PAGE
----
1 Corinthians 13:2 Parallel Verses [⇓ See commentary ⇓]

1 Corinthians 13:2, NIV: "If I have the gift of prophecy and can fathom all mysteries and all knowledge, and if I have a faith that can move mountains, but do not have love, I am nothing."

1 Corinthians 13:2, ESV: "And if I have prophetic powers, and understand all mysteries and all knowledge, and if I have all faith, so as to remove mountains, but have not love, I am nothing."

1 Corinthians 13:2, KJV: "And though I have the gift of prophecy, and understand all mysteries, and all knowledge; and though I have all faith, so that I could remove mountains, and have not charity, I am nothing."

1 Corinthians 13:2, NASB: "If I have the gift of prophecy and know all mysteries and all knowledge, and if I have all faith so as to remove mountains, but do not have love, I am nothing."

1 Corinthians 13:2, NLT: "If I had the gift of prophecy, and if I understood all of God's secret plans and possessed all knowledge, and if I had such faith that I could move mountains, but didn't love others, I would be nothing."

1 Corinthians 13:2, CSB: "If I have the gift of prophecy and understand all mysteries and all knowledge, and if I have all faith so that I can move mountains but do not have love, I am nothing."

What does 1 Corinthians 13:2 mean? [⇑ See verse text ⇑]

Paul is demonstrating just how worthless the spiritual gifts are when attempted without love for other believers. The Corinthians valued these gifts highly, apparently elevating those among them with the gifts of tongues and prophecy as the most spiritual. Paul has declared that this is not true. All the gifts are needed in the church.

Now, though, he is showing something else. The gifts are meaningless when practiced without love. Even more, the loveless person displaying the gift is "nothing." By this, Paul means the person is accomplishing nothing within the body of Christ. The gift is being wasted on him or her in that moment.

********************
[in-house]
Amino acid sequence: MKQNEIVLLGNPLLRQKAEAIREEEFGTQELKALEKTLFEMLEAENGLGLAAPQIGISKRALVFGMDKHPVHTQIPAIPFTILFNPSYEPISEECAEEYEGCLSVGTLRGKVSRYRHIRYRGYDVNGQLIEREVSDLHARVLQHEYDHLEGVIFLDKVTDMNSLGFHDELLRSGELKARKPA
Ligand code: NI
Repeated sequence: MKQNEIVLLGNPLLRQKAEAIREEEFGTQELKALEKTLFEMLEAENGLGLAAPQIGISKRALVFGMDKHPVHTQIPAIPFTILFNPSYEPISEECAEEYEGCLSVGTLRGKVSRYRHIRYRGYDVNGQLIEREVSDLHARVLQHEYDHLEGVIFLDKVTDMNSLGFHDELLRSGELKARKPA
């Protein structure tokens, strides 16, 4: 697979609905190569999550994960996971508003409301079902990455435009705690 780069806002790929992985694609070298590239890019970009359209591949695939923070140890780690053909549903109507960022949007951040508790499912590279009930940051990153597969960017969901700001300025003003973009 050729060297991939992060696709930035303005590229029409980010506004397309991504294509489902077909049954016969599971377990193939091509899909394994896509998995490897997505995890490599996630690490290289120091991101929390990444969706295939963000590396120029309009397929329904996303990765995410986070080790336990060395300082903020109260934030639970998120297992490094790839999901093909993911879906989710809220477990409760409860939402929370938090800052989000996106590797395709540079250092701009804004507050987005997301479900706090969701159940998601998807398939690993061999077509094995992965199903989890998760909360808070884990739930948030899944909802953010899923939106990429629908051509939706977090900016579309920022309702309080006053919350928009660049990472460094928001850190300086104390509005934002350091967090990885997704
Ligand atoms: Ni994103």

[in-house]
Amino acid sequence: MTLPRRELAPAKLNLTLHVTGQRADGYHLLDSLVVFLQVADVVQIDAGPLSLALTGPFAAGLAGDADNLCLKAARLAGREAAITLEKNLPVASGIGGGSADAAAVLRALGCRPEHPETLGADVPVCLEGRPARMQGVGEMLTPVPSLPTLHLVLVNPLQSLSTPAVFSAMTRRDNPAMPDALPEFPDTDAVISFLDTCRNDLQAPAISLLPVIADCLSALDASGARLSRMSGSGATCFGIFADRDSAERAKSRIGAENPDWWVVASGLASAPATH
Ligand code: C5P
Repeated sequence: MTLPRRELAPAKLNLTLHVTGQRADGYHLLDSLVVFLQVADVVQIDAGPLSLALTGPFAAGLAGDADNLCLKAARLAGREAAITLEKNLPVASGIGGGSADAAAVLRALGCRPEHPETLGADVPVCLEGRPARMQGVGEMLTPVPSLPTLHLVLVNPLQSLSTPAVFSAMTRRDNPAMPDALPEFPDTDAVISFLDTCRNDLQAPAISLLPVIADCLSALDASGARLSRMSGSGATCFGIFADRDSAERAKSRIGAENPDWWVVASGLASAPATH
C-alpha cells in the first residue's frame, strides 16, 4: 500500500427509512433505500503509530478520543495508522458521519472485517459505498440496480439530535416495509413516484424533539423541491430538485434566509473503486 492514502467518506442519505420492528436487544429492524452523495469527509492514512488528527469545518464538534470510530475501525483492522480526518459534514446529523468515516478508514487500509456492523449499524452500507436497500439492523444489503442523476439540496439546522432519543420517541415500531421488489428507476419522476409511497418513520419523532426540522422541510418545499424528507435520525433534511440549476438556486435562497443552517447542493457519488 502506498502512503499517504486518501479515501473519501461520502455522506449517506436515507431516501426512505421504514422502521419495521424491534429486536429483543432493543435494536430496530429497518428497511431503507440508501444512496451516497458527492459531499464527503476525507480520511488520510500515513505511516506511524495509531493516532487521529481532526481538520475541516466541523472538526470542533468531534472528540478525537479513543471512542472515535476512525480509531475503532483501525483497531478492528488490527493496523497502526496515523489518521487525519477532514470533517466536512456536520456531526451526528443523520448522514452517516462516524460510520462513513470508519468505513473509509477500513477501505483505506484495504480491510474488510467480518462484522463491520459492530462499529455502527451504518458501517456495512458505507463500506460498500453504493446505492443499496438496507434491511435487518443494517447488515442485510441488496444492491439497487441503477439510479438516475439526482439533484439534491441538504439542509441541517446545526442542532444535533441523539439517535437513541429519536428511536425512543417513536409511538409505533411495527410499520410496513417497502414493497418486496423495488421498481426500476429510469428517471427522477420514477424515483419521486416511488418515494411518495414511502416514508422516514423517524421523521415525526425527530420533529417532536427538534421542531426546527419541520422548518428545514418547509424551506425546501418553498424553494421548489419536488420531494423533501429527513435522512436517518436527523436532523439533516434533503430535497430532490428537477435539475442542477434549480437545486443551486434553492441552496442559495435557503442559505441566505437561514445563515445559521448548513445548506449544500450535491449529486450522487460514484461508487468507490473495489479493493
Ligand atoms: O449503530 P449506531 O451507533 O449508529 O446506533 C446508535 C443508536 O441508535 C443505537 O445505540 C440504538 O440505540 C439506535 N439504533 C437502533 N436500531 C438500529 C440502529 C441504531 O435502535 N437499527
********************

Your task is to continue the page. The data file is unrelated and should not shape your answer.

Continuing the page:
Paul says this is true even of the gift of prophecy or prophetic powers, which he described as one of the higher gifts in the previous chapter (1 Corinthians 12:28, 31). He puts that gift together with the gift of knowledge and the gift of faith, using hyperbole to describe a level of giftedness no Christian has ever had. Paul is not necessarily saying such a thing can happen—only that even if it could, it would not change the primacy of godly, self-sacrificing love.

Imagine a person, Paul writes, with the gift of prophecy and a full understanding of all the mysteries of God and an iron-clad faith that allowed him or her to move actual mountains. Jesus told his disciples they could move mountains with the amount of faith that would fit in a tiny mustard seed (Matthew 17:20). Even this imaginary person Paul describes, without love, is nothing. All those gifts become worthless when exercised without concern, compassion, and empathy for other believers.